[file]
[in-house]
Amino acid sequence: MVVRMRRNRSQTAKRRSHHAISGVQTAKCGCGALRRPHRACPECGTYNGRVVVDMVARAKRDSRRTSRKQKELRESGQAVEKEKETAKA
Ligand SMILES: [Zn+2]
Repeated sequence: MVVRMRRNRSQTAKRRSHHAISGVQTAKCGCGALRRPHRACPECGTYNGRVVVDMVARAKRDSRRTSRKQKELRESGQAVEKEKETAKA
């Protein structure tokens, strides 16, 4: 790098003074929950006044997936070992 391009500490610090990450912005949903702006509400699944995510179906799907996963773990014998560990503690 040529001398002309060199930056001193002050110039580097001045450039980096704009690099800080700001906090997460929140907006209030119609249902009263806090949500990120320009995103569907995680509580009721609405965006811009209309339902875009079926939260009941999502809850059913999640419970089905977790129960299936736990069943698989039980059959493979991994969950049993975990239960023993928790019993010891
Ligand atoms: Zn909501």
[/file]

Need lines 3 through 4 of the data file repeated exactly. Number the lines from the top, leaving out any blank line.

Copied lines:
Ligand SMILES: [Zn+2]
Repeated sequence: MVVRMRRNRSQTAKRRSHHAISGVQTAKCGCGALRRPHRACPECGTYNGRVVVDMVARAKRDSRRTSRKQKELRESGQAVEKEKETAKA